In 2001, the Federal Reserve Board revised Regulation K, intended to expand permissible activities abroad for U.S. banking organizations, which also had a positive effect on foreign banks in the United States. The revisions would streamline their application process, liberalize provisions allowing a foreign bank to be exempt from nonbanking prohibitions, and implement provisions of the 1994 interstate banking law that affects foreign banks.
Analysts expected that foreign banks interested in securing a significant presence in the United States, both as a source of dollar funding and with a view to active participation in international lending, would focus on establishing a branch or subsidiary bank in a home state and combining it with edge corporations in several other states.
Banks from a group of 10 countries operate about half of the U.S. offices of foreign banks but account for a majority of the assets. The G-10 countries are the 11 participants in the General Arrangements to Borrow of the International Monetary Fund; namely, Belgium-Luxembourg, Canada, France, Germany, Italy, Japan, the Netherlands, Sweden, Switzerland, the United Kingdom, and the United States. Japanese banks with offices in the United States had nearly $213.6 billion in assets in 1999, a decrease of 23.6 percent from the previous year. Germany had $210.5 billion in assets, up 42.7 percent from 1998. France had $163.8 billion (down 4.4 percent for the year) and Canada $125.1 billion (up 2.1 percent). Although banks from non-G-10 countries, particularly in Latin America and Asia, have also opened many U.S. offices since the early 1980s, they represented a relatively small segment of the industry in the early 1990s.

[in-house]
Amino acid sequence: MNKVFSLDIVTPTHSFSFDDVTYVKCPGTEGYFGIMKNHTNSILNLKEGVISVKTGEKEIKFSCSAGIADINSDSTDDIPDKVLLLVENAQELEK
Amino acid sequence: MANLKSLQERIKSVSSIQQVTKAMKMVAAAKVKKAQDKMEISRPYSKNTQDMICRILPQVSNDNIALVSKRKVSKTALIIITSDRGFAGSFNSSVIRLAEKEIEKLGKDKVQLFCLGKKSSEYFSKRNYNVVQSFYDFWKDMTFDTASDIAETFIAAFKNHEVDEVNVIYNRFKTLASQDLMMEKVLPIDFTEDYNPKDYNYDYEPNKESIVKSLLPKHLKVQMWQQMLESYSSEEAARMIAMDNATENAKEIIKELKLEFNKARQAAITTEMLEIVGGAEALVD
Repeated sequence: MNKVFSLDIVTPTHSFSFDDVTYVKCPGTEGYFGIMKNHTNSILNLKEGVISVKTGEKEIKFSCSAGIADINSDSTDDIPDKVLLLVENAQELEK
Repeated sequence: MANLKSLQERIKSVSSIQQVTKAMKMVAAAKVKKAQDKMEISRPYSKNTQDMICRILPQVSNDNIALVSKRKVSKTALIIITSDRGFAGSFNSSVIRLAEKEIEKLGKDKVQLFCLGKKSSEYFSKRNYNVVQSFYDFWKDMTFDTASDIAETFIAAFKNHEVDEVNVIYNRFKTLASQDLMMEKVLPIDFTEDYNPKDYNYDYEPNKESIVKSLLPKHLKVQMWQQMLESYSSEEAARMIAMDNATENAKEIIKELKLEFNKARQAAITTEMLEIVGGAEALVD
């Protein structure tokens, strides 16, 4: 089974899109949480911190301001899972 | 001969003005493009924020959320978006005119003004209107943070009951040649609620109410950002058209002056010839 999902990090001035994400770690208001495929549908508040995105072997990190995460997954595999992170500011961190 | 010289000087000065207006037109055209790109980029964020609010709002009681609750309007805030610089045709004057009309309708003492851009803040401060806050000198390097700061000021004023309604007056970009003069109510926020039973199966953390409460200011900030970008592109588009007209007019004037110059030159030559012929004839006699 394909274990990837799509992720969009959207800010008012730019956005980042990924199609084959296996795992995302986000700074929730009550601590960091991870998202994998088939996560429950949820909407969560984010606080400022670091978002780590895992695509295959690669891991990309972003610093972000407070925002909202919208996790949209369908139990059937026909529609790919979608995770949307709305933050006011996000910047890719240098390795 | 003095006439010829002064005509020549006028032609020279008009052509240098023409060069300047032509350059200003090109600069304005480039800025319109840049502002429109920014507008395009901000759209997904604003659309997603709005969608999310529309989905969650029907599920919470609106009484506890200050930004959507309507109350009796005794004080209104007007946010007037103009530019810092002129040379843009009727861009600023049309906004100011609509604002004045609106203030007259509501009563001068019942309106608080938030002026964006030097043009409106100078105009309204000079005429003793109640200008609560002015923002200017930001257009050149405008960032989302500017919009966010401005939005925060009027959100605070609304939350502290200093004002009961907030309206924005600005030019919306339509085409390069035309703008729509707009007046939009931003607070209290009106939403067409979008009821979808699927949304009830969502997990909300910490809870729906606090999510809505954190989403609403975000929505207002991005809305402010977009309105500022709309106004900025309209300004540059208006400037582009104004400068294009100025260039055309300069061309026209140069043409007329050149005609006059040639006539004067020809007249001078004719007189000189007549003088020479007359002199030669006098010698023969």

After the introduction of International Banking Facilities (IBFs) in the United States in December 1981, foreign banks established IBFs at many of their U.S. offices. An IBF is a segregated set of asset and liability accounts that may be established at a banking office located in the United States for the purpose of conducting transactions with foreign residents without being subject to federal reserve requirements or to deposit insurance coverage and assessments. At the end of 1992, about half of the total assets of U.S. agencies and branches of foreign banks were booked as their IBFs. The agencies and branches accounted for more than two-thirds of IBF activity.
The U.S. international banking industry faced a plethora of problems and opportunities at the dawn of the twenty-first century. As transnational financial services have increased, the significance of national borders has decreased. Globalization has also accelerated the speed at which financial transactions take place. Although this has triggered explosive growth in emerging economies, it has also made these states vulnerable to financial crises. The rapid capital outflows made possible by globalization triggered the 1997 Asian meltdown that spread to Brazil and Russia. Banking regulators both within the United States and abroad were called on to coordinate efforts and to cooperate with their international counterparts to deal with these situations. Foreign banks have played a large role in the development and stability of the U.S. banking and financial system. This role, coupled with the growth of international financial services, presents foreign banks with significant growth opportunities in the United States well into the 2000s.